I'm learning. Slowly but surely, I'm learning.
I've rewrote the outline a couple of times, trying new base concepts in the story line, like making Jake a replacement for the Chief Engineer instead of just being conscripted and working his way up the ranks.
Not real sure why I liked that change but it seemed good at the time.
I also added a new Chapter One that set up Jake's past a little instead of plopping him into the fray immediately, so to speak. I let a fellow author review it and voila, the obvious comment of 'you don't need that intro chapter, Dad, I liked it better the first way.'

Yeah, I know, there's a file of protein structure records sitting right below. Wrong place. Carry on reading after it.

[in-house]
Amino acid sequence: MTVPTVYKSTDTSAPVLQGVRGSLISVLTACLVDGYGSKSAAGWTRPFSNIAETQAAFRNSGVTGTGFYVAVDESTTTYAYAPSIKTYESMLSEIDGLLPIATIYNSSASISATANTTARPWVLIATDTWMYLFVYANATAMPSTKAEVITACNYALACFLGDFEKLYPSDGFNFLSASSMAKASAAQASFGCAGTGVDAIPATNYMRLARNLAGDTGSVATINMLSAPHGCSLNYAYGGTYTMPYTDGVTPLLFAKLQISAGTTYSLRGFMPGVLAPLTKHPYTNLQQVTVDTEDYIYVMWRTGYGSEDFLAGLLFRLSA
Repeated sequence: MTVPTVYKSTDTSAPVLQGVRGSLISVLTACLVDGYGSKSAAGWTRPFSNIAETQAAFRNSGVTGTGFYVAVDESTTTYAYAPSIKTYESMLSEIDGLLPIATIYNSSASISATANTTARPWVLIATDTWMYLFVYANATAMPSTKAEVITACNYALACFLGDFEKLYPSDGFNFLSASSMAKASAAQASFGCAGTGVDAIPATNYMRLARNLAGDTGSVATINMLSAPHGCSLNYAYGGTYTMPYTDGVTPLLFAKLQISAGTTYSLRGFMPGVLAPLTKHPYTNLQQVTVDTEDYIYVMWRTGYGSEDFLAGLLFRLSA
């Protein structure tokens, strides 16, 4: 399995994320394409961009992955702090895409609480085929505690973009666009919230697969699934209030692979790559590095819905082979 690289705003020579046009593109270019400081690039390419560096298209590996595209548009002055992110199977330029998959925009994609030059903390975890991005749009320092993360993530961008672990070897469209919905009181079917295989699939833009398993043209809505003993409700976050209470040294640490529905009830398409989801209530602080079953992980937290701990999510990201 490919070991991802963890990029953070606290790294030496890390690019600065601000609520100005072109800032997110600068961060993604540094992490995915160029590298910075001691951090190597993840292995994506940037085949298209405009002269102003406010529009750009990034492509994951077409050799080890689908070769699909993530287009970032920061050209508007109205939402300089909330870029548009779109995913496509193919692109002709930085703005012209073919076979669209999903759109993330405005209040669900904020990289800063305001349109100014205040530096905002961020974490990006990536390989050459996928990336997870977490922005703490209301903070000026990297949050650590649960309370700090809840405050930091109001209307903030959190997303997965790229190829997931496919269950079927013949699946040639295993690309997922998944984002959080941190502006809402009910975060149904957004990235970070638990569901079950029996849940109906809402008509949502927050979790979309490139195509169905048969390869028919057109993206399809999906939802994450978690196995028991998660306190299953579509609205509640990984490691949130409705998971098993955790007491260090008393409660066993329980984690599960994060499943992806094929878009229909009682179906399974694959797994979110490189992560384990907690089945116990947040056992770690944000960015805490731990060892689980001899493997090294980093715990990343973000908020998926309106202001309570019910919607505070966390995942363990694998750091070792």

And she was right.
My goal had been to rough out an outline and first couple of chapters, finish out the outline as far as I could and then start writing.
Instead I did 2 things I should not have done.
First, I recast my main characters place in the world, from lowly seaman recruit to chief Engineer replacement. That's going to limit what I can do with him script wise if I'm just looking for a good 'rags to riches' story in space. I need him to start at the bottom and claw or fall into the higher ranks.
Second, I wrote a really great intro chapter that slows down the start of the story a lot.
So. I'll go back to my original plot and make Jake and Arlo climb the ranks. And I'll save the intro contents, using them later in the story.
I don't think anything I did was wasted time, it's just that frustration of not seeing where I was veering off the good path until I was well into the woods.
Ain't writin' fun?